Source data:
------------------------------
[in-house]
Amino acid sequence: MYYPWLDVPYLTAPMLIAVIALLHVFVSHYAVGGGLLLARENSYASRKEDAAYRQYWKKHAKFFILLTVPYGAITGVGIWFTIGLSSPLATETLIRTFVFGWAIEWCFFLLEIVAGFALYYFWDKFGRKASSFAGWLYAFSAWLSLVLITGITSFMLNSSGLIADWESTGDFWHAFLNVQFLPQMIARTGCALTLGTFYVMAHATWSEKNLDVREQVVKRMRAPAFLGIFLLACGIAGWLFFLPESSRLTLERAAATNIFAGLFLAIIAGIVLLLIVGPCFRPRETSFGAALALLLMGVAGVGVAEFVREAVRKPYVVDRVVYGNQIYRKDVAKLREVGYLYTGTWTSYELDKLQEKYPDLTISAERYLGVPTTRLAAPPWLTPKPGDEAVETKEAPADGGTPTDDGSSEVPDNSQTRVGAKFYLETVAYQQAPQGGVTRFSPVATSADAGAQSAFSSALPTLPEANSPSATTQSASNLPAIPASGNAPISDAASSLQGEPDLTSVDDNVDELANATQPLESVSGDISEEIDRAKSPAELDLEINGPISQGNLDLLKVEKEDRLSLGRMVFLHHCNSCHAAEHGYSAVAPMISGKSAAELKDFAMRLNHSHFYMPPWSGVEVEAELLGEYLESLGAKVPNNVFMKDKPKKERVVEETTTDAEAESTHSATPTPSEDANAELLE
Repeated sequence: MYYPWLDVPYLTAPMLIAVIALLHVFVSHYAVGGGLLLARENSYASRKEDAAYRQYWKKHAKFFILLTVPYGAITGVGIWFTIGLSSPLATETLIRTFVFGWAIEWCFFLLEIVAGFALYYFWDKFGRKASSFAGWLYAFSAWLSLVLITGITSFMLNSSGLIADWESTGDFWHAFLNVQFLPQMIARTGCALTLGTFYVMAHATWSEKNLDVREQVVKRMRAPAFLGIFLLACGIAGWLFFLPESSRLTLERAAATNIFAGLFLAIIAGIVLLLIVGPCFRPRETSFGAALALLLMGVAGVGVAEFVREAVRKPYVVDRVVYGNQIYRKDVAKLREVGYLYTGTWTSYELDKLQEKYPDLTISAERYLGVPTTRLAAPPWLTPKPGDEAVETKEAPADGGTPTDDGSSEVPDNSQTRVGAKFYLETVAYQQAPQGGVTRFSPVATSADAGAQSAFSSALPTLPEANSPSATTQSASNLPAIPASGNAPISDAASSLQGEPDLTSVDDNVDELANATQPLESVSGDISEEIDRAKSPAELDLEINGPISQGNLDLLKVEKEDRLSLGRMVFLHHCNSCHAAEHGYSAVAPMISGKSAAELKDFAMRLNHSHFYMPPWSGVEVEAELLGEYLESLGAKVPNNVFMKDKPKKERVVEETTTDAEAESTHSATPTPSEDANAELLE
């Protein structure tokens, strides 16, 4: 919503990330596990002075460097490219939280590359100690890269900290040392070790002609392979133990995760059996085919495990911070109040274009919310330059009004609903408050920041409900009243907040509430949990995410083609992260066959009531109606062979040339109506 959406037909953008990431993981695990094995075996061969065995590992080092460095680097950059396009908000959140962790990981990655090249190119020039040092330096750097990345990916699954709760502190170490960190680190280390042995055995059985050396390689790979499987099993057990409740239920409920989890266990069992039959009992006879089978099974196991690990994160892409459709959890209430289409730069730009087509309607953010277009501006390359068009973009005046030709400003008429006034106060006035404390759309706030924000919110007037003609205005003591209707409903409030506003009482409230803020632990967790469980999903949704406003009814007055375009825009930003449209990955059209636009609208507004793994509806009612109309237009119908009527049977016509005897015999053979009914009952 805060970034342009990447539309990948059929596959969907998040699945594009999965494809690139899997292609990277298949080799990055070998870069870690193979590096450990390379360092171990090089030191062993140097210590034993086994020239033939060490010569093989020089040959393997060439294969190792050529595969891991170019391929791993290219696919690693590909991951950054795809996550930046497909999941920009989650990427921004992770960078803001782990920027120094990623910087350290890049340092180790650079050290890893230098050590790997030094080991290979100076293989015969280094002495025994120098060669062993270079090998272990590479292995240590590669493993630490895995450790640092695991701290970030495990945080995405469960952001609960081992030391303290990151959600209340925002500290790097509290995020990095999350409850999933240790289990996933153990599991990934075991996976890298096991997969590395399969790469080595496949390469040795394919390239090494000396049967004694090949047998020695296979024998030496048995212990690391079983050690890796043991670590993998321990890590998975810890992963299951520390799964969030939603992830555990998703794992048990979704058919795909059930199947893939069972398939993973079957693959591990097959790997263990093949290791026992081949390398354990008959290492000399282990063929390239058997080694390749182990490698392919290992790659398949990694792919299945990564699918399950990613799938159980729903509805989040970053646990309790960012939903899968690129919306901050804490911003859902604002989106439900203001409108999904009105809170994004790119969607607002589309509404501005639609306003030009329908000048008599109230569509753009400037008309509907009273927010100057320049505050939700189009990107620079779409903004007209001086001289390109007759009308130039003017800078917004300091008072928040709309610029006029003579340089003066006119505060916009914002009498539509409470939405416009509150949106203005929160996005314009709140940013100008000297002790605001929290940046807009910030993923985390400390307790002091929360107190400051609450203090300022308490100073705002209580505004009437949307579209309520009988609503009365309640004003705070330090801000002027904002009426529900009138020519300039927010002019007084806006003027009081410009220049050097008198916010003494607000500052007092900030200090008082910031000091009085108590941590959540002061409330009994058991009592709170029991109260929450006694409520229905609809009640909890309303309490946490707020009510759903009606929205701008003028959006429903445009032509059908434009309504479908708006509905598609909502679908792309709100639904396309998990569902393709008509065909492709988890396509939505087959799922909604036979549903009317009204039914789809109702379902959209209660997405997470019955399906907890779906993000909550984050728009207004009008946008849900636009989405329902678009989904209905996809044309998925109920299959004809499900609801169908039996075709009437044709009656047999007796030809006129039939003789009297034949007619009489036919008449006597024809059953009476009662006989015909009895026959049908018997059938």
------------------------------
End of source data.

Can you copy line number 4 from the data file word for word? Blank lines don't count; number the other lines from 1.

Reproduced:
């Protein structure tokens, strides 16, 4: 919503990330596990002075460097490219939280590359100690890269900290040392070790002609392979133990995760059996085919495990911070109040274009919310330059009004609903408050920041409900009243907040509430949990995410083609992260066959009531109606062979040339109506 959406037909953008990431993981695990094995075996061969065995590992080092460095680097950059396009908000959140962790990981990655090249190119020039040092330096750097990345990916699954709760502190170490960190680190280390042995055995059985050396390689790979499987099993057990409740239920409920989890266990069992039959009992006879089978099974196991690990994160892409459709959890209430289409730069730009087509309607953010277009501006390359068009973009005046030709400003008429006034106060006035404390759309706030924000919110007037003609205005003591209707409903409030506003009482409230803020632990967790469980999903949704406003009814007055375009825009930003449209990955059209636009609208507004793994509806009612109309237009119908009527049977016509005897015999053979009914009952 805060970034342009990447539309990948059929596959969907998040699945594009999965494809690139899997292609990277298949080799990055070998870069870690193979590096450990390379360092171990090089030191062993140097210590034993086994020239033939060490010569093989020089040959393997060439294969190792050529595969891991170019391929791993290219696919690693590909991951950054795809996550930046497909999941920009989650990427921004992770960078803001782990920027120094990623910087350290890049340092180790650079050290890893230098050590790997030094080991290979100076293989015969280094002495025994120098060669062993270079090998272990590479292995240590590669493993630490895995450790640092695991701290970030495990945080995405469960952001609960081992030391303290990151959600209340925002500290790097509290995020990095999350409850999933240790289990996933153990599991990934075991996976890298096991997969590395399969790469080595496949390469040795394919390239090494000396049967004694090949047998020695296979024998030496048995212990690391079983050690890796043991670590993998321990890590998975810890992963299951520390799964969030939603992830555990998703794992048990979704058919795909059930199947893939069972398939993973079957693959591990097959790997263990093949290791026992081949390398354990008959290492000399282990063929390239058997080694390749182990490698392919290992790659398949990694792919299945990564699918399950990613799938159980729903509805989040970053646990309790960012939903899968690129919306901050804490911003859902604002989106439900203001409108999904009105809170994004790119969607607002589309509404501005639609306003030009329908000048008599109230569509753009400037008309509907009273927010100057320049505050939700189009990107620079779409903004007209001086001289390109007759009308130039003017800078917004300091008072928040709309610029006029003579340089003066006119505060916009914002009498539509409470939405416009509150949106203005929160996005314009709140940013100008000297002790605001929290940046807009910030993923985390400390307790002091929360107190400051609450203090300022308490100073705002209580505004009437949307579209309520009988609503009365309640004003705070330090801000002027904002009426529900009138020519300039927010002019007084806006003027009081410009220049050097008198916010003494607000500052007092900030200090008082910031000091009085108590941590959540002061409330009994058991009592709170029991109260929450006694409520229905609809009640909890309303309490946490707020009510759903009606929205701008003028959006429903445009032509059908434009309504479908708006509905598609909502679908792309709100639904396309998990569902393709008509065909492709988890396509939505087959799922909604036979549903009317009204039914789809109702379902959209209660997405997470019955399906907890779906993000909550984050728009207004009008946008849900636009989405329902678009989904209905996809044309998925109920299959004809499900609801169908039996075709009437044709009656047999007796030809006129039939003789009297034949007619009489036919008449006597024809059953009476009662006989015909009895026959049908018997059938």